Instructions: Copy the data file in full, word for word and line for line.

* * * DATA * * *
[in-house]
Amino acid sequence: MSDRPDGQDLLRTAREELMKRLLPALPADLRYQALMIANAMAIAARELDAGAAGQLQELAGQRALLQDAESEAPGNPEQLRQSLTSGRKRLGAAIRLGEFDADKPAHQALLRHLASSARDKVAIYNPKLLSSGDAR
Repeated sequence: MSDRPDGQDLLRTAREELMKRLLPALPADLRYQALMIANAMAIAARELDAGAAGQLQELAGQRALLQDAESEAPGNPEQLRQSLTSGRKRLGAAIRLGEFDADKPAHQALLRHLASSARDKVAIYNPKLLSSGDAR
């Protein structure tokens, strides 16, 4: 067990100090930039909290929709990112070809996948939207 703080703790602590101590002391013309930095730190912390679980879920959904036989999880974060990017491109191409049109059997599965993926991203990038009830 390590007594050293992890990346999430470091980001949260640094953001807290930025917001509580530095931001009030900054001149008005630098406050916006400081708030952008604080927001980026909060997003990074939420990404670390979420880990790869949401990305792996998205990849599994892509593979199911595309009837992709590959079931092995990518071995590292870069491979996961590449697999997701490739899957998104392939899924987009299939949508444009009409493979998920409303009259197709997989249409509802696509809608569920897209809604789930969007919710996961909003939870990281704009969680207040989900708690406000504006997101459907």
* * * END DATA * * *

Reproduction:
[in-house]
Amino acid sequence: MSDRPDGQDLLRTAREELMKRLLPALPADLRYQALMIANAMAIAARELDAGAAGQLQELAGQRALLQDAESEAPGNPEQLRQSLTSGRKRLGAAIRLGEFDADKPAHQALLRHLASSARDKVAIYNPKLLSSGDAR
Repeated sequence: MSDRPDGQDLLRTAREELMKRLLPALPADLRYQALMIANAMAIAARELDAGAAGQLQELAGQRALLQDAESEAPGNPEQLRQSLTSGRKRLGAAIRLGEFDADKPAHQALLRHLASSARDKVAIYNPKLLSSGDAR
């Protein structure tokens, strides 16, 4: 067990100090930039909290929709990112070809996948939207 703080703790602590101590002391013309930095730190912390679980879920959904036989999880974060990017491109191409049109059997599965993926991203990038009830 390590007594050293992890990346999430470091980001949260640094953001807290930025917001509580530095931001009030900054001149008005630098406050916006400081708030952008604080927001980026909060997003990074939420990404670390979420880990790869949401990305792996998205990849599994892509593979199911595309009837992709590959079931092995990518071995590292870069491979996961590449697999997701490739899957998104392939899924987009299939949508444009009409493979998920409303009259197709997989249409509802696509809608569920897209809604789930969007919710996961909003939870990281704009969680207040989900708690406000504006997101459907």